The group with Jed as leader decide to fight back against the invaders and find a stockpile of weapons and C4 explosives. They adopt the name of “Wolverines”, which is their high school football team moniker, and start to target North Korean soldiers and infrastructure. The townspeople start to support the Wolverines and early successes against the invaders make them bolder. After a number of forays with mixed results the group encounter three American soldiers led by Tanner (Jeffrey Dean Morgan) who had actually been looking for the Wolverines. The two groups agree to work together and eventually realise that the key to fighting the invasion is to obtain a suitcase which Cho always carries. They conclude that this suitcase and similar ones at other invasion sites hold a secret which could move the course of the war in their favour. With all the attention now turned towards obtaining the suitcase, the Wolverines realise that if they succeed then there is a chance that the remaining free American states and underground resistance can fight back and repel the invaders.

     In 1984 this invasion scenario might have seemed plausible, but in 2012 it is all frankly a bit ridiculous. Even if you leave aside the enormous plot holes, the execution of Red Dawn is cringingly formulaic, with every cliché in the book used from evil Asians, to American flags, to an awful montage where the high school kids become expert killers and explosive technicians virtually overnight. These North Koreans are pretty dumb too – despite being under attack from apparently unstoppable guerrillas, the town citizens are free to go about their daily business including shopping and dining out at Subway. All this could be forgiven if the action scenes were well executed and exciting. Sadly however even this is not particularly well done with fight scenes being just the usual spraying of bullets in all directions with only American bullets having any sort of ability to find their mark. Perhaps the only saving grace is that Red Dawn doesn’t drag itself out with a reasonably compact ninety minutes or so and not too many opportunities for boring soliloquies. With a jingoistic booyah script, second rate action, and no character development, Red Dawn 2012 is an example of how Hollywood remakes are rarely anything more than lazy film making.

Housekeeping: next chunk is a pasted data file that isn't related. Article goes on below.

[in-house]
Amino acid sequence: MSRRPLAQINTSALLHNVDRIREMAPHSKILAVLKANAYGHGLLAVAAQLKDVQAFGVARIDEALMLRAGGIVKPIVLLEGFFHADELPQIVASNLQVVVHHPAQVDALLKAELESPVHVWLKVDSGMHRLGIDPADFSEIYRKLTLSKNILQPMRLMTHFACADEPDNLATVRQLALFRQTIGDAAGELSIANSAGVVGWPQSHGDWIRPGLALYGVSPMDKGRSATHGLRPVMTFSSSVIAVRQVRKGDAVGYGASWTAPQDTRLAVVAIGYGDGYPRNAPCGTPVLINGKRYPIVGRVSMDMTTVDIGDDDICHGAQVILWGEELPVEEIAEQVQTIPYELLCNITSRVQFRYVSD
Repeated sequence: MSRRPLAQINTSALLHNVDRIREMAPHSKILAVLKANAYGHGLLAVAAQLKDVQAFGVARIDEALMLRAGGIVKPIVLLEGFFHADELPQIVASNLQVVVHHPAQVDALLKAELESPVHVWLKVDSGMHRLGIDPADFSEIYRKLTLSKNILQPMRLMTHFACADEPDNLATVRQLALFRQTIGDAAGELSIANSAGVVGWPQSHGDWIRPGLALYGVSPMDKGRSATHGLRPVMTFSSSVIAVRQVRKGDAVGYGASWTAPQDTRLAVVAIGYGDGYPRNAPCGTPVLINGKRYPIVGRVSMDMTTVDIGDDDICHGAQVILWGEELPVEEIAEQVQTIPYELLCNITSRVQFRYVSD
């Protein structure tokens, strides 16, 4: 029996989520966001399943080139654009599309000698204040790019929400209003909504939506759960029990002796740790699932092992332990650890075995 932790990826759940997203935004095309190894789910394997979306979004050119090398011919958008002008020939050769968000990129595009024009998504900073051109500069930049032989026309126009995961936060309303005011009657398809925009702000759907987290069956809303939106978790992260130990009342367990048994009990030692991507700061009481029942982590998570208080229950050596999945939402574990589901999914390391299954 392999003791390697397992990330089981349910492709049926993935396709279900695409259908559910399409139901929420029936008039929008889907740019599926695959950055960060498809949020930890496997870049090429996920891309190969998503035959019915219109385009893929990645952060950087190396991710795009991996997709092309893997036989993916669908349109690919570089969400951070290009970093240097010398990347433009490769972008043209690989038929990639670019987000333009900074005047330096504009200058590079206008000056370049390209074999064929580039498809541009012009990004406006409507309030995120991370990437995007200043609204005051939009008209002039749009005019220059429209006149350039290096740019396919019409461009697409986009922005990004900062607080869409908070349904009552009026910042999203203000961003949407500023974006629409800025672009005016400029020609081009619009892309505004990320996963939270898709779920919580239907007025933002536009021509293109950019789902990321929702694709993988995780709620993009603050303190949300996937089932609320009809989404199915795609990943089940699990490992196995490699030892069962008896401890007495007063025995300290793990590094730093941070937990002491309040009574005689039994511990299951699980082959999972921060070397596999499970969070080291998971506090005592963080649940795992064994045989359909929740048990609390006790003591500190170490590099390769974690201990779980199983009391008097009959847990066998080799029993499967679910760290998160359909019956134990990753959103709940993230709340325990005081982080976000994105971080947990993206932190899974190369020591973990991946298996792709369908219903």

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Transfer Quality

Video

     The video is presented in 2.35:1 high definition 1080p widescreen. This is the same as the cinematic aspect. As you’d expect from a modern film by a major studio the video overall is excellent with high detail and crisp edges. Colour, including skin tones, is accurate with forest scenes particularly impressive. Explosions contain vibrant red and gold fireballs which look great on a big screen. Facial close-ups have revealing detail with every bristle or skin crease finely imaged. Contrast is also excellent although some darker scenes had murkiness amongst the black backgrounds.

Video Ratings Summary
Sharpness
Shadow Detail
Colour
Grain/Pixelization
Film-To-Video Artefacts
Film Artefacts
Overall

Audio

     Default audio track is DTS-HD Master Audio 5.1 encoded at around 2,300 Kb/s. It is pleasing that this audio track is very good, with an explosive mix of LFE and surround effects that will have the viewing room shaking. When the plane is shot down in the early sequences you can’t help but grin at the crashing thump. Dialogue is always clear and easy to understand which again is a credit to the sound mixers given that so much is happening around the soundscape. Synchronisation with the video is also problem free. There is also a Dolby Digital stereo track and a descriptive audio Dolby Digital stereo track both encoded at 192 Kb/s.

Audio Ratings Summary
Dialogue
Audio Sync
Clicks/Pops/Dropouts
Surround Channel Use
Subwoofer
Overall

Extras

Menu

     The menu featured looping video and audio.

Trailers

     Appearing before the main menu in HD video are: Silver Linings Playbook. 2:26. Dolby Digital 2.0 encoded at 192 Kb/s, Beautiful Creatures. 1:44. Dolby Digital 2.0 encoded at 192 Kb/s and Side Effects. 1:54. Dolby Digital 2.0 encoded at 192 Kb/s.

Digital Copy

R4 vs R1

NOTE: To view non-R4 releases, your equipment needs to be multi-zone compatible and usually also NTSC compatible.

    Red Dawn Blu-ray seems identical to Region A versions which have BD/DVD digital copy combos and a similar lack of extras.

Summary

     If you want to see a good USA v Commies invasion movie then check out the 1984 Red Dawn. If you don’t care about content but want great audio and video then 2012 Red Dawn is the one to get. A much more modest effort at this type of scenario which in my opinion is more effective and has an Australian angle is Tomorrow, When the War Began. Worth a rental only.

     The video quality is excellent.

     The audio quality is excellent.

    The extras were AWOL.

Ratings (out of 5)

Video
Audio
Extras
Plot
Overall

© Mike B (read my bio)
Monday, May 06, 2013
Review Equipment
DVDDenon DVD-3910 and Panasonic BD-35, using HDMI output
DisplayPanasonic TH-58PZ850A. Calibrated with Digital Video Essentials (PAL). This display device is 16x9 capable. This display device has a maximum native resolution of 1080p.
Audio DecoderBuilt in to amplifier/receiver. Calibrated with Digital Video Essentials (PAL).
Amplificationdenon AVR-4311 pre-out to Elektra Theatron 7 channel amp
SpeakersB&W LCR600 centre and 603s3 mains, Niles in ceiling surrounds, SVS PC-Ultra Sub, Definitive Technology Supercube II Sub